Sunday, May 13, 2007

Army looks to field guided missile laser jammer by 2010

Above: Flares from an AH-60 Common Missile Warning System (CMWS) are automatically activated after a separate detection system issues an alert to the pilot. The flares deflect heat-seeking missiles away from their target. The The Advanced Threat Infrared Countermeasures (ATICM), which will be used in conjunction with CMWS, has the advantage of disabling a missile at far greater distances. Both systems were placed into development after the missile downing of a Chinook helicopter in Iraq with the loss of 15 lives. The Army is testing the ATIRCM for use in combat by 2010.

The Army is buying a high-tech laser jammer able to thwart guided-missile attacks on helicopters, Army officials said. The advanced system uses an infrared sensor designed to track an approaching missile, then fires a high-powered, multiband heat laser to intercept the missile and throw it off course.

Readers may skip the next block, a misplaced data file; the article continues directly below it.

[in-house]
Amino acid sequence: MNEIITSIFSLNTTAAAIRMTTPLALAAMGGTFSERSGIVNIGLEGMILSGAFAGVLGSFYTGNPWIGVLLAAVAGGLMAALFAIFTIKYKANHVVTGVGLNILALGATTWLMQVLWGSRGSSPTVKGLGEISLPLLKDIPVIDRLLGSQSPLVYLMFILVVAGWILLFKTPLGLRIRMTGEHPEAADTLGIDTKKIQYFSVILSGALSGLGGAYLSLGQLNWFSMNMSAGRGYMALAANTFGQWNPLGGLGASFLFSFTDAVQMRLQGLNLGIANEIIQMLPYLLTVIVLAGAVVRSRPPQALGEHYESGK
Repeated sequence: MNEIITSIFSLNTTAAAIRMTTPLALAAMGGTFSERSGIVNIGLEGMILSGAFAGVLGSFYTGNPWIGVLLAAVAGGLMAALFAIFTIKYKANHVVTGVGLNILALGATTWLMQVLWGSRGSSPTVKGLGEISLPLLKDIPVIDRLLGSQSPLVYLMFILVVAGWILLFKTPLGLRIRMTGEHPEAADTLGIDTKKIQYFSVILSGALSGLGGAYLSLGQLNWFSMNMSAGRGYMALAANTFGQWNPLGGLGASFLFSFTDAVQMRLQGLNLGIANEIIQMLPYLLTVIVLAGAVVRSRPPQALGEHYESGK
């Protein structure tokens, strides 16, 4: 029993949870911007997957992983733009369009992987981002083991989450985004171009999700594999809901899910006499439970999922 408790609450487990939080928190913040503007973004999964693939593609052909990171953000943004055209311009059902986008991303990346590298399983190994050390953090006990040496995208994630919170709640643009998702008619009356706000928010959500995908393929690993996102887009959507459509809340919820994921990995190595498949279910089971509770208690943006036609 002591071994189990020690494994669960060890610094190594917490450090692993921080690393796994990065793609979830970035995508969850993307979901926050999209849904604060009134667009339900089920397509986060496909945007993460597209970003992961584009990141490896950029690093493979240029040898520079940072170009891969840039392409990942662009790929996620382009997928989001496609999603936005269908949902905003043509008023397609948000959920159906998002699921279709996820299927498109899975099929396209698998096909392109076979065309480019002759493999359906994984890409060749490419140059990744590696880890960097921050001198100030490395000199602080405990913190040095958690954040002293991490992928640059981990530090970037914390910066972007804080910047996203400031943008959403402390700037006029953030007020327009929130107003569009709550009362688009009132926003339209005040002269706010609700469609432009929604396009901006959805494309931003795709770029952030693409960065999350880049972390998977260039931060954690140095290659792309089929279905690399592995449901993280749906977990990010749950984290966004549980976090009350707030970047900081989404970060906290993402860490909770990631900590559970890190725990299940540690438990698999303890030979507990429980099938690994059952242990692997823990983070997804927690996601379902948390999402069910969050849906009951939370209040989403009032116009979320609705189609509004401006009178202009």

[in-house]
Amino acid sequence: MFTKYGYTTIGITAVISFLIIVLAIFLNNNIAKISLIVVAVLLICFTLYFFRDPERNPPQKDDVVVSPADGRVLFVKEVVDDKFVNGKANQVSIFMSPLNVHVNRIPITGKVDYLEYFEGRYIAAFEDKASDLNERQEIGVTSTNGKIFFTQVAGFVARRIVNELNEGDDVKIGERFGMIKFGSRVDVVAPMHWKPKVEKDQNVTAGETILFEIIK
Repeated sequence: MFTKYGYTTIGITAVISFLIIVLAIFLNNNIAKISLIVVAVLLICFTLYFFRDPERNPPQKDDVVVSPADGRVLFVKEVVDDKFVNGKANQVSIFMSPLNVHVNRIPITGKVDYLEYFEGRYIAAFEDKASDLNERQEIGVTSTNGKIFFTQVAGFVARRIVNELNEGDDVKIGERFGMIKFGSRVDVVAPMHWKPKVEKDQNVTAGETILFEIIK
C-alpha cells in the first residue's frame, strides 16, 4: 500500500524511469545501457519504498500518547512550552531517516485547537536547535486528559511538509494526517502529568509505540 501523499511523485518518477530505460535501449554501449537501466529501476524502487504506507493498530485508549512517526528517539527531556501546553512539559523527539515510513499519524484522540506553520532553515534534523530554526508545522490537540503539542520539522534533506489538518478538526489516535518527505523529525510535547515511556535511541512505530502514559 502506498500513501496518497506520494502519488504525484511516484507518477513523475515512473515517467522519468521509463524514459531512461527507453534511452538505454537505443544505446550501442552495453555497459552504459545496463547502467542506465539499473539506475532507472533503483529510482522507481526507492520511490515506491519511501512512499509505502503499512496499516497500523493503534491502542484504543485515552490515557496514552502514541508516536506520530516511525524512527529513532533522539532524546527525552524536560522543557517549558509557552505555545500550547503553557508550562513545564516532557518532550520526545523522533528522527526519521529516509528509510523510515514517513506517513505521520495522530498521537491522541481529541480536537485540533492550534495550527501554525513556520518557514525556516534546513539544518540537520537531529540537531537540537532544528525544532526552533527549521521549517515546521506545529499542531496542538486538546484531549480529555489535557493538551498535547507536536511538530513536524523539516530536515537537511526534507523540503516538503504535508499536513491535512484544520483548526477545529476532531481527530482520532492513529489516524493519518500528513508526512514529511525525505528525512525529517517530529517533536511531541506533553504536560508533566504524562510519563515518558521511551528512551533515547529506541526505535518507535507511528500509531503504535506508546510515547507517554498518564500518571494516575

The Advanced Threat Infrared Countermeasures... is configured to work in tandem with the ultraviolet flare dispenser, the Common Missile Warning System now on all Army aircraft. BAE is delivering the CMWS under a separate $1.4 billion deal with the Army struck in 2003.

The Army plan is to field the ATIRCM in conjunction with the CMWS across all Army aviation platforms such as Black Hawks, Chinooks and Apaches.

Read the rest at Army Times